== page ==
Follow these eleven tips. They will save you heartache, frustration, and money.

  1. Clearly define your needs and the function of the product. Your vendor may be able to suggest cost efficient ways to improve product quality and lower unit price.
  2. Select a well-established vendor that has been in business a long time.
  3. Choose a vendor with a strong Quality Management System.
  4. The prospective vendor must have some form of APQP (Advanced Product Quality Planning). APQP helps to prevent mistakes before they happen, and lays the foundation for evaluation of the four “M’s”: materials, methods, manpower, and machines. Thus, common mistakes that arise from miscommunication can be avoided: (such as die cut tolerances, elongation, measurement error, cleanliness, packaging, etc.).
  5. The company selected must evaluate their vendors and their quality systems, particularly if they are ordering materials on your behalf. You don’t want poor quality in your device from a third party supplier.
  6. If possible, select a company that is registered with the FDA as a Medical Device Manufacturer.
  7. The prospective vendor should be cGMP compliant. This is a huge plus. This means they have IQ-OQ-PQ (Installation, Operational, and on-going Performance Qualifications) that validate your product.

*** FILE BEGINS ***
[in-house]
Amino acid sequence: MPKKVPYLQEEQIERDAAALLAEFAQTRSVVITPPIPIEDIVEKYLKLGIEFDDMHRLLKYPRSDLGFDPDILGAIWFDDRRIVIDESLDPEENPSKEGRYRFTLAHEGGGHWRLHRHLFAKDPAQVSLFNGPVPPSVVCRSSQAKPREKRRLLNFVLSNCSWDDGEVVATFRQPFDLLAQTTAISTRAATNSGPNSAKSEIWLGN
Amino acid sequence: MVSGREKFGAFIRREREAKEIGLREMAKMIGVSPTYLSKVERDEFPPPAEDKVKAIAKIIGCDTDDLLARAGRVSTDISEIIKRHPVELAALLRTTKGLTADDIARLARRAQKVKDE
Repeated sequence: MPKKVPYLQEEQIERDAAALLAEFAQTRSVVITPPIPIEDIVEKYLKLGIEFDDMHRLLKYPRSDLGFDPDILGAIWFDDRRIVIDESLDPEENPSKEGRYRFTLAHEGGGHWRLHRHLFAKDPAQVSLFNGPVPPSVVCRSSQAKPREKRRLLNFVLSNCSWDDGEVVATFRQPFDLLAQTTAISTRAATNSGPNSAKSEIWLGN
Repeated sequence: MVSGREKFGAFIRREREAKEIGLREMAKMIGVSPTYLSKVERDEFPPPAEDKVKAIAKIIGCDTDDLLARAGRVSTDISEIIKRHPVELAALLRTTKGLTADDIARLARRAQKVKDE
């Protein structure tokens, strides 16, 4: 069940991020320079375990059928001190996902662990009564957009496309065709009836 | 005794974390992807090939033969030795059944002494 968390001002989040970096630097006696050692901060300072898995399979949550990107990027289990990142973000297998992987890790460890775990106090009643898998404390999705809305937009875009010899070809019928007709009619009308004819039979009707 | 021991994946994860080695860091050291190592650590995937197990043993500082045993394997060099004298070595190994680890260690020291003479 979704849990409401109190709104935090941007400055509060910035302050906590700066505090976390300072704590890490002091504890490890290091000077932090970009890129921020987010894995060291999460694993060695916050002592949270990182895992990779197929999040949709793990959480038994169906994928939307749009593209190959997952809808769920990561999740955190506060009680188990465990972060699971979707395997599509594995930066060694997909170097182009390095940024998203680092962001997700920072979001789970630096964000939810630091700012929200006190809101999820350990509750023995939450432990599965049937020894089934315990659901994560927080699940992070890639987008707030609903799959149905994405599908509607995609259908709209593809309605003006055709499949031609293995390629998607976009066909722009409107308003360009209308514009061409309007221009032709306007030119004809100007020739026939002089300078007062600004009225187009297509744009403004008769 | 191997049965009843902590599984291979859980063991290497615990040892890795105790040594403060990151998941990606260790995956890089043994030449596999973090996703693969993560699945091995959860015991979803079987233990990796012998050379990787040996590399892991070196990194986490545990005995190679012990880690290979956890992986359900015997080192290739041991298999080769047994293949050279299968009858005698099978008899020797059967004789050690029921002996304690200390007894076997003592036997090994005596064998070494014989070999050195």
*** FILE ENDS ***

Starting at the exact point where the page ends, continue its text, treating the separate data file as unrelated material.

8. The vendor should have an active “Systems Validation Protocol.” This ensures that everything that impacts your product (SOP’s, training of personnel, process controls, final release, etc.) are in-control and capable.
  9. Top Management should be involved in the Quality System. A “DMAIC” (six sigma approach) will Define, Measure, Analyze, Improve, and Control (both the vendor’s system and your product).
  10. Last, but not least, strive for a working partner relationship (between OEM and vendor). This will do wonders for product quality, value, and service.
  11. Here’s the “plus one bonus tip.” For critical materials, tolerances, or inspection frequencies (AQL’s), have your vendor sign a “no-change agreement.” This means that when you both agree to product specification(s) the vendor cannot change the material composition (or any other critical item) without a written notice to you. This is very important because very minor changes in raw material(s) or product (process) variation can cause failure(s) in your product.